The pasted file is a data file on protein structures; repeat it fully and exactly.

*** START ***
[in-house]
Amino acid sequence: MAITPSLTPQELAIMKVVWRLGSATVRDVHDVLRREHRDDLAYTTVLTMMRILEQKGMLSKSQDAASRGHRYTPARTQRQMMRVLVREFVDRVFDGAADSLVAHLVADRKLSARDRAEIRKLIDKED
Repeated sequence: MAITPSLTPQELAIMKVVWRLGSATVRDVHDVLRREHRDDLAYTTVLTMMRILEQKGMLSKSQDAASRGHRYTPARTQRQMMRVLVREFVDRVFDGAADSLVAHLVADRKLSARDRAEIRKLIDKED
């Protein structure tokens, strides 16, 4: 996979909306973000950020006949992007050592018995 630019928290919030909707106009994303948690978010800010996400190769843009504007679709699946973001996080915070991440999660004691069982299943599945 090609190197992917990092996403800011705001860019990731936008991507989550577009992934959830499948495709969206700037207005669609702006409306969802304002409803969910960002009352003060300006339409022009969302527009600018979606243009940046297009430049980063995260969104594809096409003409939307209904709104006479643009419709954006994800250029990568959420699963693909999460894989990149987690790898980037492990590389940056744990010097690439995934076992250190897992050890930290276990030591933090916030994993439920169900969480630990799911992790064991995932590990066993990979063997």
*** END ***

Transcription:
[in-house]
Amino acid sequence: MAITPSLTPQELAIMKVVWRLGSATVRDVHDVLRREHRDDLAYTTVLTMMRILEQKGMLSKSQDAASRGHRYTPARTQRQMMRVLVREFVDRVFDGAADSLVAHLVADRKLSARDRAEIRKLIDKED
Repeated sequence: MAITPSLTPQELAIMKVVWRLGSATVRDVHDVLRREHRDDLAYTTVLTMMRILEQKGMLSKSQDAASRGHRYTPARTQRQMMRVLVREFVDRVFDGAADSLVAHLVADRKLSARDRAEIRKLIDKED
């Protein structure tokens, strides 16, 4: 996979909306973000950020006949992007050592018995 630019928290919030909707106009994303948690978010800010996400190769843009504007679709699946973001996080915070991440999660004691069982299943599945 090609190197992917990092996403800011705001860019990731936008991507989550577009992934959830499948495709969206700037207005669609702006409306969802304002409803969910960002009352003060300006339409022009969302527009600018979606243009940046297009430049980063995260969104594809096409003409939307209904709104006479643009419709954006994800250029990568959420699963693909999460894989990149987690790898980037492990590389940056744990010097690439995934076992250190897992050890930290276990030591933090916030994993439920169900969480630990799911992790064991995932590990066993990979063997």